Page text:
If two or three million Americans played, disc golf would be a billion-dollar industry based only on the expenditures of individual consumers.

Given the sport’s lack of attention from television networks, outside investors and corporate sponsors, the U.S. disc golfer population is likely closer to 500,000 than two million.

While the 2017 estimate of 530,254 may seem low to many observers, it is not extremely low compared to some institutional estimates. For instance, the PDGA estimated that there were 500,000 “regular players” in the world in 2012. While there was tremendous growth over the next five years, a 2017 estimate of 530,254 disc golfers in the U.S. alone is not beyond reason.

To sum up the other findings of this study, the demographic data suggest that there are social constraints to playing disc golf involving the sex, race and geography of disc golfers, but that old age and low socio-economic status do not limit participation and may encourage it.

So far, I’ve only reviewed the demographics of the sample. In the next post, I’ll talk about the “disc golf activity index” and consider how demographic categories predict players’ level of involvement in the sport.

~~~
That was more words than I've ever heard you speak in person Eric.

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  #34  
Old 04-18-2019, 02:18 PM
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As a PDGA member - if there was a bump in membership fees and it went toward producing high quality coverage? Awesome. A lot of people here are very against "supporting the pros" with the money of the members - but what I want as a fan, in addition to being a tournament player, is great coverage. If the pro players are elevated financially by the exposure - I'm okay with that. I'm not okay with this kind of money being involved directly in paying players on the tour - but their elevation as a result of having great live product? Sweet.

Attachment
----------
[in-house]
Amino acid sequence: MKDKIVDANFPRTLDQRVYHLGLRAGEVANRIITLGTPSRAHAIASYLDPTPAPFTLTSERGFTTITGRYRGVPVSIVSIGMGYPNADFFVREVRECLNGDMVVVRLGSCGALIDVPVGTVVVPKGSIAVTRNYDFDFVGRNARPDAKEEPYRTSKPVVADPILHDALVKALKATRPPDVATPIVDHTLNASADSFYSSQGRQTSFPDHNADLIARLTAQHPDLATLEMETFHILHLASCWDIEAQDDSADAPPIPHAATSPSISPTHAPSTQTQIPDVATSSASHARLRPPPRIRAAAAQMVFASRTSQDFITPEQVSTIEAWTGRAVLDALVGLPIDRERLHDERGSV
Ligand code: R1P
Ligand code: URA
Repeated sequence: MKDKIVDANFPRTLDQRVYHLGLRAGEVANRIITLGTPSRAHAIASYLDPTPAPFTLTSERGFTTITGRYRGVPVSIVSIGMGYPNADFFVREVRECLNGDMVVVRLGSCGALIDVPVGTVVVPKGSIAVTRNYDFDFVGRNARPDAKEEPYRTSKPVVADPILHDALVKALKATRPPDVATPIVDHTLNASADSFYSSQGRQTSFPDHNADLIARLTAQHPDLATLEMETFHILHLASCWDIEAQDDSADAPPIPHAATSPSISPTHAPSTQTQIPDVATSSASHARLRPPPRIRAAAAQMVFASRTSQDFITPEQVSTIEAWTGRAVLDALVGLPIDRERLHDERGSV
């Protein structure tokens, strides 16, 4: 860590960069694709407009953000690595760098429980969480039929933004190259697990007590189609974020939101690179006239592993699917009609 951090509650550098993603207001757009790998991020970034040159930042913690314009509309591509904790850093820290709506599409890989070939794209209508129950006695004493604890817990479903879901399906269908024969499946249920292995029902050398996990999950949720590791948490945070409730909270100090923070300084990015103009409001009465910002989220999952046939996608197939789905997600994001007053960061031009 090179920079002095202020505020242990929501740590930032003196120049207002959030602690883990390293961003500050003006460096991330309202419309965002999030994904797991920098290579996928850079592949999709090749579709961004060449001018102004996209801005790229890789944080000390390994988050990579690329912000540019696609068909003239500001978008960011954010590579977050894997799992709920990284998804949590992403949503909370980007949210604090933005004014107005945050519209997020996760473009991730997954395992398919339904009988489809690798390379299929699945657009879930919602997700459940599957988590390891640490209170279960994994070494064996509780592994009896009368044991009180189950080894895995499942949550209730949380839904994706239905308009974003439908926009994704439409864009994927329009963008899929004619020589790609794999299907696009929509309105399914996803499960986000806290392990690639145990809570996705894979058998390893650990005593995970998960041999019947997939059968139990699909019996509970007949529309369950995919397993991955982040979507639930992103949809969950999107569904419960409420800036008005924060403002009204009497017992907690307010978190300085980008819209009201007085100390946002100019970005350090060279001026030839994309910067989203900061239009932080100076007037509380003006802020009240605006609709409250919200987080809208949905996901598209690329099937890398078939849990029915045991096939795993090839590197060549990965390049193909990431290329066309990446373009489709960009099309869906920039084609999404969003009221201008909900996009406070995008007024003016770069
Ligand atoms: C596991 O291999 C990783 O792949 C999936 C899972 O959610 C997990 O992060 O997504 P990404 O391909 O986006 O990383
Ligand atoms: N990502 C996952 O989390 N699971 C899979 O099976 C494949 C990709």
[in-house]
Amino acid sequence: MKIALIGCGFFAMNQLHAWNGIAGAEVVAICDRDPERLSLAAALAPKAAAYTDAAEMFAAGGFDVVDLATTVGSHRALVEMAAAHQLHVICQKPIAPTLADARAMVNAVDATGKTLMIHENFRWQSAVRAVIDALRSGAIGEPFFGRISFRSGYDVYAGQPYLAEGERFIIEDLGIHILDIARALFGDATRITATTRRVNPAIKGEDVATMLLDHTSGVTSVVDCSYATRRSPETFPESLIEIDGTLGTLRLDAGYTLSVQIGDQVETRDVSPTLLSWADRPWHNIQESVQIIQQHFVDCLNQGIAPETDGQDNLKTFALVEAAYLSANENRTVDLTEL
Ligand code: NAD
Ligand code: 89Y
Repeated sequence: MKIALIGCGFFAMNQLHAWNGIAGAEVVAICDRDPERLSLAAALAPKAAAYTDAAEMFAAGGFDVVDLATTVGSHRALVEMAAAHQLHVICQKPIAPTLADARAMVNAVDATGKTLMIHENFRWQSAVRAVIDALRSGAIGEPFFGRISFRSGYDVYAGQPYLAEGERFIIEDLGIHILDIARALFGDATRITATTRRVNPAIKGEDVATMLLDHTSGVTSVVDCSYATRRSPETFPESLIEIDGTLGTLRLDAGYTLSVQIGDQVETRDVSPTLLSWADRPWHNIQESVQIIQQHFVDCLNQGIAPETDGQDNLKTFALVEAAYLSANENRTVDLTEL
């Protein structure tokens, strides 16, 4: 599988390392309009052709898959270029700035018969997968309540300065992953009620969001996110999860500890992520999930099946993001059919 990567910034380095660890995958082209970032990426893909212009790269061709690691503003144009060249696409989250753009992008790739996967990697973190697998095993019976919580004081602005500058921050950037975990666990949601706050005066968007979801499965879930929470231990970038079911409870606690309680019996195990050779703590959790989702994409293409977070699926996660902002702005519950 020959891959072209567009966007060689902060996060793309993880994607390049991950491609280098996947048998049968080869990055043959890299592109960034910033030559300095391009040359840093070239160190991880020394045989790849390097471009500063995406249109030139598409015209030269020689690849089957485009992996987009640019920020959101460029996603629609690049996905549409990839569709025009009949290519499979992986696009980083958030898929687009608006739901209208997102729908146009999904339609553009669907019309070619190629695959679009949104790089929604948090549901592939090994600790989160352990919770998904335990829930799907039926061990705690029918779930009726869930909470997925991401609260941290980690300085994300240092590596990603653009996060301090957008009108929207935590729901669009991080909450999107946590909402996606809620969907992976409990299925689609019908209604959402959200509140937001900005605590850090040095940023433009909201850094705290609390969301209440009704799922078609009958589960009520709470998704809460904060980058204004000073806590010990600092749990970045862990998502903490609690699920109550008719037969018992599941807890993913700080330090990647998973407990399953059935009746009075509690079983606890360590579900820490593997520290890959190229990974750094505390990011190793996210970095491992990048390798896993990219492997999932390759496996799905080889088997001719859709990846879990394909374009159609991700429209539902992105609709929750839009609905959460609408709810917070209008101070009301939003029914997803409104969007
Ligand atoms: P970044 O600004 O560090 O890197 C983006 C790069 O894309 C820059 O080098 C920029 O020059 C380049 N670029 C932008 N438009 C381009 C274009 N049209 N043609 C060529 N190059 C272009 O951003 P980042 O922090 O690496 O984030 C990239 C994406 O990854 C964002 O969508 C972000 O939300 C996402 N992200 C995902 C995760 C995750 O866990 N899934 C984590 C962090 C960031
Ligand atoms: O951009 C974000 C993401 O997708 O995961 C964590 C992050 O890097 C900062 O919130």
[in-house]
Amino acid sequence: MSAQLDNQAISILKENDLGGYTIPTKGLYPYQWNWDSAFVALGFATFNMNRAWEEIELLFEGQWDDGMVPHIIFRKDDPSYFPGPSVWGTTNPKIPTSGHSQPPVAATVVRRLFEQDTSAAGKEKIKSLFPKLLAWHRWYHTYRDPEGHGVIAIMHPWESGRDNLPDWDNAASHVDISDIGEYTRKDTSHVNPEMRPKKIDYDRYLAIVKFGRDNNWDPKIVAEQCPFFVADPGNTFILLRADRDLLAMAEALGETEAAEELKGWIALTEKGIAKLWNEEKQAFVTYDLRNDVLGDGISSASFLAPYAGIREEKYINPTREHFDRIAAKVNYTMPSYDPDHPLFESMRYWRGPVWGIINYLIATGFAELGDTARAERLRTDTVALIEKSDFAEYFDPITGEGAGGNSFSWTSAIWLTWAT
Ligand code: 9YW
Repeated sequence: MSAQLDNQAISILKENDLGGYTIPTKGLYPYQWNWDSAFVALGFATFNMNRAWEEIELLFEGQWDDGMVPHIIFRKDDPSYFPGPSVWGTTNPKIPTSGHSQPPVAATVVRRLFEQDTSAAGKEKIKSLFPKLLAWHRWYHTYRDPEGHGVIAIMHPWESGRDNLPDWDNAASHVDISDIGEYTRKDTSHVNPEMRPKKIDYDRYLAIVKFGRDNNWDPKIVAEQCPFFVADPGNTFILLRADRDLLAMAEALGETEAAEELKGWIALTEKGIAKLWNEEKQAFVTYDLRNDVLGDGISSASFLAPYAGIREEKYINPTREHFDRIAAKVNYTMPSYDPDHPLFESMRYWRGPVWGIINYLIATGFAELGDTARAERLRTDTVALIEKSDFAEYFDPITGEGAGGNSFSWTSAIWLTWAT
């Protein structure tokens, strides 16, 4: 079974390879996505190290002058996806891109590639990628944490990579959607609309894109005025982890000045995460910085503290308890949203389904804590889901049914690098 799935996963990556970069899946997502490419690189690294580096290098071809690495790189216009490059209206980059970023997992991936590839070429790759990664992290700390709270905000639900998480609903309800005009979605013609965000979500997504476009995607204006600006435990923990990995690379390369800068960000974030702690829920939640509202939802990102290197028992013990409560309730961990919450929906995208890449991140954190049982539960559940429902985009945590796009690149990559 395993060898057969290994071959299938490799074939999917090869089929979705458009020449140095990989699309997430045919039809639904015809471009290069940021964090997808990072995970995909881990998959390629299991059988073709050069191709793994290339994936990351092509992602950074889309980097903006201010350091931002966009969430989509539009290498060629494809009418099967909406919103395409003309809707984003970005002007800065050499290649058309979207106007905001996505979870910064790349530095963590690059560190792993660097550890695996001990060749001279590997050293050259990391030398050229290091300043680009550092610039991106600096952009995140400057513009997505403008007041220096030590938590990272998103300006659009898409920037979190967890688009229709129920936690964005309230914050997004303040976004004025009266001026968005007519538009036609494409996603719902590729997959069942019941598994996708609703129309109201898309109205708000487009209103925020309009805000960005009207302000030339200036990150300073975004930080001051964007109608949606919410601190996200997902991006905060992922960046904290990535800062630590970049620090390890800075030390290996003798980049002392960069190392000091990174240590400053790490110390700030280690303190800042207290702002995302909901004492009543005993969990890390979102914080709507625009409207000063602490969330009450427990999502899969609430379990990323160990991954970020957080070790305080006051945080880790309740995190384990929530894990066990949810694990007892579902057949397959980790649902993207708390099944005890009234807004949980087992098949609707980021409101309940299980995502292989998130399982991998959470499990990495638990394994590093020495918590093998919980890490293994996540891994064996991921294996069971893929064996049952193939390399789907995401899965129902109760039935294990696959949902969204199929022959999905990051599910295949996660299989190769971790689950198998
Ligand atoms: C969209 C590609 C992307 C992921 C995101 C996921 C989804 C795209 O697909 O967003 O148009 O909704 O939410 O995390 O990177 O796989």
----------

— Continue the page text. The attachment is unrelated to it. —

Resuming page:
I'm okay with what the PDGA has done thus far for me as a player, what has happened in establishing IDGC, and so on - so I like how things are set up now. But if someone can find a way to afford better coverage, I'm for it.
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Old 04-18-2019, 02:20 PM
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I was lost from the start:

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Originally Posted by DiscFifty View Post
What if the PDGA took control of all the elite events...
What does this mean? Just control of media rights? Or more?

If "more", the PDGA really doesn't have the resources to "take control". Everything is a partnership, with TDs and localities.

And just how would the PDGA control the creation of elite events? What stops someone outside from creating, say, the USDGC, or GBO, or Bowling Green; or a third party from stringing together a series of events and raising them to an elite level (DGPT, DGWT)? Who knows what elite event might be coming in the next few years, from somewhere other than up on high?

I'm a big PDGA supporter, but it doesn't have that sort of power. It can and does set standards, but only within the limits that someone will agree to meet them. Four years ago the elite events were the Majors and a half-dozen NTs, and that was as far as they could get.


And even if "take control" means only media, as someone has already said, why ordain one company as the provider of video for elite events, leaving the others to scrape by on lower tiers or disappear, thwarting competition and innovation---not to mention closing the door to any future companies that might jump in.

For those who really love the video coverage, I suggest you endure the hassle of multiple channels,, for the benefits of those channels each trying to outperform the others.

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  #36  
Old 04-18-2019, 02:26 PM
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Originally Posted by Geer_Boggles View Post